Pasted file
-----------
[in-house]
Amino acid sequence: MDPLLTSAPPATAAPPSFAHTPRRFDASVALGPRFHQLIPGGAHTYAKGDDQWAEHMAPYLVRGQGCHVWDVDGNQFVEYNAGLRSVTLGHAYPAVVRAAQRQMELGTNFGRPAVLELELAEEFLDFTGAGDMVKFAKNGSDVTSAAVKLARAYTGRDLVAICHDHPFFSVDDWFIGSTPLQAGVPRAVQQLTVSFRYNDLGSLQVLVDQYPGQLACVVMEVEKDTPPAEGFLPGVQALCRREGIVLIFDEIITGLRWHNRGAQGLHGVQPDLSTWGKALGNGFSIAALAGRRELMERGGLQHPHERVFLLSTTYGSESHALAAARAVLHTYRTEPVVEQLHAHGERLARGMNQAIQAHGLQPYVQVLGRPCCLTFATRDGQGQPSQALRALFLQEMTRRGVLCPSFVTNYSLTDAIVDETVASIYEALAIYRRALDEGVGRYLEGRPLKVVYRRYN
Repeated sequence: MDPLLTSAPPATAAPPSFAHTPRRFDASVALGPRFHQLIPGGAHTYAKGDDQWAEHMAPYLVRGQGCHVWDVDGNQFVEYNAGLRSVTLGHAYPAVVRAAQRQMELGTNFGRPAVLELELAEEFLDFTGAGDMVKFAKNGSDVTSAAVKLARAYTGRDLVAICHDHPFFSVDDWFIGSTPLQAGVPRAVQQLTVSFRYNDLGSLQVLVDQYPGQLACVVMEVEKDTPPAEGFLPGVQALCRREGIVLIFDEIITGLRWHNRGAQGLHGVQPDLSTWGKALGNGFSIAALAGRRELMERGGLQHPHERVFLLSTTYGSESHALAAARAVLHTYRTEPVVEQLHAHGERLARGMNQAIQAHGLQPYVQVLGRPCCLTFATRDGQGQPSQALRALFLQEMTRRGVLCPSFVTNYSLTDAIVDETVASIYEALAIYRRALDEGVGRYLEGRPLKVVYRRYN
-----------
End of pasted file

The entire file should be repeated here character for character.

[in-house]
Amino acid sequence: MDPLLTSAPPATAAPPSFAHTPRRFDASVALGPRFHQLIPGGAHTYAKGDDQWAEHMAPYLVRGQGCHVWDVDGNQFVEYNAGLRSVTLGHAYPAVVRAAQRQMELGTNFGRPAVLELELAEEFLDFTGAGDMVKFAKNGSDVTSAAVKLARAYTGRDLVAICHDHPFFSVDDWFIGSTPLQAGVPRAVQQLTVSFRYNDLGSLQVLVDQYPGQLACVVMEVEKDTPPAEGFLPGVQALCRREGIVLIFDEIITGLRWHNRGAQGLHGVQPDLSTWGKALGNGFSIAALAGRRELMERGGLQHPHERVFLLSTTYGSESHALAAARAVLHTYRTEPVVEQLHAHGERLARGMNQAIQAHGLQPYVQVLGRPCCLTFATRDGQGQPSQALRALFLQEMTRRGVLCPSFVTNYSLTDAIVDETVASIYEALAIYRRALDEGVGRYLEGRPLKVVYRRYN
Repeated sequence: MDPLLTSAPPATAAPPSFAHTPRRFDASVALGPRFHQLIPGGAHTYAKGDDQWAEHMAPYLVRGQGCHVWDVDGNQFVEYNAGLRSVTLGHAYPAVVRAAQRQMELGTNFGRPAVLELELAEEFLDFTGAGDMVKFAKNGSDVTSAAVKLARAYTGRDLVAICHDHPFFSVDDWFIGSTPLQAGVPRAVQQLTVSFRYNDLGSLQVLVDQYPGQLACVVMEVEKDTPPAEGFLPGVQALCRREGIVLIFDEIITGLRWHNRGAQGLHGVQPDLSTWGKALGNGFSIAALAGRRELMERGGLQHPHERVFLLSTTYGSESHALAAARAVLHTYRTEPVVEQLHAHGERLARGMNQAIQAHGLQPYVQVLGRPCCLTFATRDGQGQPSQALRALFLQEMTRRGVLCPSFVTNYSLTDAIVDETVASIYEALAIYRRALDEGVGRYLEGRPLKVVYRRYN